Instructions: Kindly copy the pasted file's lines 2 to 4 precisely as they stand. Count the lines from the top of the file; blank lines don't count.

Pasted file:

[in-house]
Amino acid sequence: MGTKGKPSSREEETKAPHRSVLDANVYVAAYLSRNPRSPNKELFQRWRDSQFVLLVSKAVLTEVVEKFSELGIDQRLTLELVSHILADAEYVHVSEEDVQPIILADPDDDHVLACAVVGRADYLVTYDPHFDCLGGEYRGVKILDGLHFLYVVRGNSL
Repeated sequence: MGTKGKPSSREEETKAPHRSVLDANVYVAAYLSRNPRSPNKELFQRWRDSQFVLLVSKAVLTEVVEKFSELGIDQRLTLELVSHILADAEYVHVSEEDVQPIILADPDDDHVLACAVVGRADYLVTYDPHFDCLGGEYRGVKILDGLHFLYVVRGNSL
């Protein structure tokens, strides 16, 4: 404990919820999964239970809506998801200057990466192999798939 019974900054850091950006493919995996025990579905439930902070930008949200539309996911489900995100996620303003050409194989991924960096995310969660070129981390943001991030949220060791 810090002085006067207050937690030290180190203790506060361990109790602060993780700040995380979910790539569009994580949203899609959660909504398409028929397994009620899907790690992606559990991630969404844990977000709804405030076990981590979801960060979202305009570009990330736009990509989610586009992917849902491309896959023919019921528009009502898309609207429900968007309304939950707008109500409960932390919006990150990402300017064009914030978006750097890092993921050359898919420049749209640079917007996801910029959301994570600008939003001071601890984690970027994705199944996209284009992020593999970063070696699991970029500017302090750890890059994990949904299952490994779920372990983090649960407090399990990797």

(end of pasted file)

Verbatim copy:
Amino acid sequence: MGTKGKPSSREEETKAPHRSVLDANVYVAAYLSRNPRSPNKELFQRWRDSQFVLLVSKAVLTEVVEKFSELGIDQRLTLELVSHILADAEYVHVSEEDVQPIILADPDDDHVLACAVVGRADYLVTYDPHFDCLGGEYRGVKILDGLHFLYVVRGNSL
Repeated sequence: MGTKGKPSSREEETKAPHRSVLDANVYVAAYLSRNPRSPNKELFQRWRDSQFVLLVSKAVLTEVVEKFSELGIDQRLTLELVSHILADAEYVHVSEEDVQPIILADPDDDHVLACAVVGRADYLVTYDPHFDCLGGEYRGVKILDGLHFLYVVRGNSL
């Protein structure tokens, strides 16, 4: 404990919820999964239970809506998801200057990466192999798939 019974900054850091950006493919995996025990579905439930902070930008949200539309996911489900995100996620303003050409194989991924960096995310969660070129981390943001991030949220060791 810090002085006067207050937690030290180190203790506060361990109790602060993780700040995380979910790539569009994580949203899609959660909504398409028929397994009620899907790690992606559990991630969404844990977000709804405030076990981590979801960060979202305009570009990330736009990509989610586009992917849902491309896959023919019921528009009502898309609207429900968007309304939950707008109500409960932390919006990150990402300017064009914030978006750097890092993921050359898919420049749209640079917007996801910029959301994570600008939003001071601890984690970027994705199944996209284009992020593999970063070696699991970029500017302090750890890059994990949904299952490994779920372990983090649960407090399990990797």